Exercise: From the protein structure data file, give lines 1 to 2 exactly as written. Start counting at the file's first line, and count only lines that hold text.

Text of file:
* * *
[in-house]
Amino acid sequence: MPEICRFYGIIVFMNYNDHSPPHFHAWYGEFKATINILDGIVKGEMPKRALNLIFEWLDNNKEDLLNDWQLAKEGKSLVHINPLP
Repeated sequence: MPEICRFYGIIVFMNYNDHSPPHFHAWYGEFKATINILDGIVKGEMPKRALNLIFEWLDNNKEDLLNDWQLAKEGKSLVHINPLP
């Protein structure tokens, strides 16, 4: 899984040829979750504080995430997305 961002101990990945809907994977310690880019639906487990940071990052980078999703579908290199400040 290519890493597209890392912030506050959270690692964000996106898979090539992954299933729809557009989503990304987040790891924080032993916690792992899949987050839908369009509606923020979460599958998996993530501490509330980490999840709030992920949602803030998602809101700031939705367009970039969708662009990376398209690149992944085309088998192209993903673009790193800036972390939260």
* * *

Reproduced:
[in-house]
Amino acid sequence: MPEICRFYGIIVFMNYNDHSPPHFHAWYGEFKATINILDGIVKGEMPKRALNLIFEWLDNNKEDLLNDWQLAKEGKSLVHINPLP